There’s hardly enough room to turn around in Livin Farms’ office. Pretty standard, really, in Central, Hong Kong, where space is at a perpetual premium. It’s a small operation for the HAX-backed startup — there’s space for a few desks and not much more. The startup’s last product, the Hive, stands next to the door. It’s a series of innocuous trays stacked atop one another.
But it’s the Hive Explorer I’m here to see. The small tray sits in the middle of the room. Its top is open, the brightly colored bits of plastic drawing the eye from the moment you step through the door. Its contents pulsate with strange, random rhythms. Upon closer inspection, the browns are whites and blacks are alive, a small bed of mealworms wriggle atop one other, chowing down of the remnants of oats left behind by the team.
Above them, a neon yellow tray houses a trio of fully grown beetles and a couple dozen pupae. The former are constant on the move, butting up against one another and sometimes doing more with aims of continuing the life cycle. The pupae lie around, seemingly lifeless, occasionally twitching out a reminder that there’s still life inside.
The Explorer finds Livin Farms broadening its horizons into the world of STEM education. Where past products were focused on scalable sustainability, the new Kickstarter project is firmly targeted at youngsters. And there’s a fair amount to be learned in the bucket full of beetles. Mortality, for one. Founder Katharina Unger grabs a nearby jar and twists off the cap.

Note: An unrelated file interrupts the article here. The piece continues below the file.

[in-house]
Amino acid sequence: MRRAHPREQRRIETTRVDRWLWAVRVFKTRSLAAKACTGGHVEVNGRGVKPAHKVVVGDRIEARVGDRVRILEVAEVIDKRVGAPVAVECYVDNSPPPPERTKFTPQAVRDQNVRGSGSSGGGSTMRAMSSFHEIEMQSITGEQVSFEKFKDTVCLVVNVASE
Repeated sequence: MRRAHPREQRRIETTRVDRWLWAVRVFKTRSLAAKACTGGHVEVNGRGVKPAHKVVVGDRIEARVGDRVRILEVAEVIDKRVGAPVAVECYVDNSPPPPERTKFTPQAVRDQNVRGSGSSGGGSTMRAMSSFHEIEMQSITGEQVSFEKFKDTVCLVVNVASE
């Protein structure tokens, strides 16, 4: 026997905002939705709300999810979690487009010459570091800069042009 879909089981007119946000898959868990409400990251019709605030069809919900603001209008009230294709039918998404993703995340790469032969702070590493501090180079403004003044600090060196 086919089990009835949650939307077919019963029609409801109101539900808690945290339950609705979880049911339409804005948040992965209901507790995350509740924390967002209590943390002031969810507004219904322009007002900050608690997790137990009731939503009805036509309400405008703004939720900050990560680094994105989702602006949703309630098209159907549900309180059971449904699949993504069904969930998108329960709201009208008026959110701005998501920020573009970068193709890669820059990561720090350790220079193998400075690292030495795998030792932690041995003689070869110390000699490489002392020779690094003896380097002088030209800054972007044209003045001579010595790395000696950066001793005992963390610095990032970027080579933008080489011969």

It’s filled to the top with dried mealworms. She pulls one out and pops it in her mouth, handing it to me, hopefully. I follow suit. It’s crispy. Not flavorless, exactly, but not particularly distinct. Maybe a bit salty. Mostly it just feels overwhelmingly morbid, chowing down on on a little larva as its brothers continue to feast a few inches away.
Protein source of the future, now, to quote The Mountain Goats. Livin Farms also produces a unflavored larva-based powder and a surprising tasty granola as a kind of proof concept for its sustainable high-protein foodstuffs. The mission hits home here in one of the world’s most densely packed places.
[She gave me some to take home, if anyone’s hungry.]
The Explorer also offers youngsters a peak at what many consider the future of sustainable farming — assuming food manufacturers are ever able to break through the stigma of eating insects. Kids are encourage to harvest the larva to avoid overpopulation with a bit of dry roasting. The box serves as a relatively odor-free form of composting. Feeding the bugs simply entails tossing excess foodstuffs into the bin. The little buggers will tear through it, leaving a thin powder of waste in a tray below.
The setup also features a heat plate to keep the worms warm and a fan to regulate humidity, assuring that settings are ideal for the beetles to do their thing. Livin Farms is also opening up the controls to the system via Swift, in an attempt to bring a coding component to the system.
The Explorer went live on Kickstarter this week. Early bird pledges can pick up a the box of worms for ~$113.